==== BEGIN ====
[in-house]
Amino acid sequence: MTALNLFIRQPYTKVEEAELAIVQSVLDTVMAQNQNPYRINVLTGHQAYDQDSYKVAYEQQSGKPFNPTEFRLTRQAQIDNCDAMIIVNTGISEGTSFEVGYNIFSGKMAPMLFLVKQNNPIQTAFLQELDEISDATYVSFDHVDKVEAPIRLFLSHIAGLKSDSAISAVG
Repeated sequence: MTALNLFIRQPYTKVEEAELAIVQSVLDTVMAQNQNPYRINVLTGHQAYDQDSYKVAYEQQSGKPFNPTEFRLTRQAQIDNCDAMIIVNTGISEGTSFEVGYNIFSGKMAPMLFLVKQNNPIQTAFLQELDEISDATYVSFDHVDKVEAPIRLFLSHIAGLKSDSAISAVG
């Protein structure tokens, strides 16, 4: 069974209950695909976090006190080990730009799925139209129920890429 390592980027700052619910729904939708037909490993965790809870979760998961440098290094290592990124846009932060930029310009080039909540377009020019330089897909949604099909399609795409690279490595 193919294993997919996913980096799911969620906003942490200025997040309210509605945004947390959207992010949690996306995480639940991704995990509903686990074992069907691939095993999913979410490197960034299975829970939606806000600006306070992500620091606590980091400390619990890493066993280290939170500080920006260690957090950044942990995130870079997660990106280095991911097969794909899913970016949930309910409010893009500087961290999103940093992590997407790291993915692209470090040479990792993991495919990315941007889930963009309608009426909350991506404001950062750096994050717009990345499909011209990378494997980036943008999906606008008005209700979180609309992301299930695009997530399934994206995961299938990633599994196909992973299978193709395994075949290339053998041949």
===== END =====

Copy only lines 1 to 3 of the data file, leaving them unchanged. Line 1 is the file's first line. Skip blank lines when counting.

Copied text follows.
[in-house]
Amino acid sequence: MTALNLFIRQPYTKVEEAELAIVQSVLDTVMAQNQNPYRINVLTGHQAYDQDSYKVAYEQQSGKPFNPTEFRLTRQAQIDNCDAMIIVNTGISEGTSFEVGYNIFSGKMAPMLFLVKQNNPIQTAFLQELDEISDATYVSFDHVDKVEAPIRLFLSHIAGLKSDSAISAVG
Repeated sequence: MTALNLFIRQPYTKVEEAELAIVQSVLDTVMAQNQNPYRINVLTGHQAYDQDSYKVAYEQQSGKPFNPTEFRLTRQAQIDNCDAMIIVNTGISEGTSFEVGYNIFSGKMAPMLFLVKQNNPIQTAFLQELDEISDATYVSFDHVDKVEAPIRLFLSHIAGLKSDSAISAVG